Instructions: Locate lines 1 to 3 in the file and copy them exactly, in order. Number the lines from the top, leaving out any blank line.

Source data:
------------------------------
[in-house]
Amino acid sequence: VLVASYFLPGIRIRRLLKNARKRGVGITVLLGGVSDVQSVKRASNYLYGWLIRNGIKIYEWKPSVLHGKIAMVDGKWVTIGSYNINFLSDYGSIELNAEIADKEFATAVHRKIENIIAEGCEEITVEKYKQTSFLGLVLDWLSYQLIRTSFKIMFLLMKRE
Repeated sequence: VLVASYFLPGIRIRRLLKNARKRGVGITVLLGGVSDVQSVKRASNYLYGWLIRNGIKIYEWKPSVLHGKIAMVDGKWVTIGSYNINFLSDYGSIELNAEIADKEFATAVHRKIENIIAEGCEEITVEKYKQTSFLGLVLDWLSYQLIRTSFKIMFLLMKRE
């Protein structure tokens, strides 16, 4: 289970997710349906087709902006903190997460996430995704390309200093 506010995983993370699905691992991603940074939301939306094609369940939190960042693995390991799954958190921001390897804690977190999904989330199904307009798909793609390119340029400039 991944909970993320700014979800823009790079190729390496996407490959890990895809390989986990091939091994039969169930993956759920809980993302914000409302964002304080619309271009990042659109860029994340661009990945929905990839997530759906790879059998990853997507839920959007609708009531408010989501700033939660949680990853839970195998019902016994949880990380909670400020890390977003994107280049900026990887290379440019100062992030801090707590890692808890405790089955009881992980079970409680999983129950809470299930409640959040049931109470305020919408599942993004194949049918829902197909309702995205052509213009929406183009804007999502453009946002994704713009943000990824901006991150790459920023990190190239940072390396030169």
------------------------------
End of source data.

[in-house]
Amino acid sequence: VLVASYFLPGIRIRRLLKNARKRGVGITVLLGGVSDVQSVKRASNYLYGWLIRNGIKIYEWKPSVLHGKIAMVDGKWVTIGSYNINFLSDYGSIELNAEIADKEFATAVHRKIENIIAEGCEEITVEKYKQTSFLGLVLDWLSYQLIRTSFKIMFLLMKRE
Repeated sequence: VLVASYFLPGIRIRRLLKNARKRGVGITVLLGGVSDVQSVKRASNYLYGWLIRNGIKIYEWKPSVLHGKIAMVDGKWVTIGSYNINFLSDYGSIELNAEIADKEFATAVHRKIENIIAEGCEEITVEKYKQTSFLGLVLDWLSYQLIRTSFKIMFLLMKRE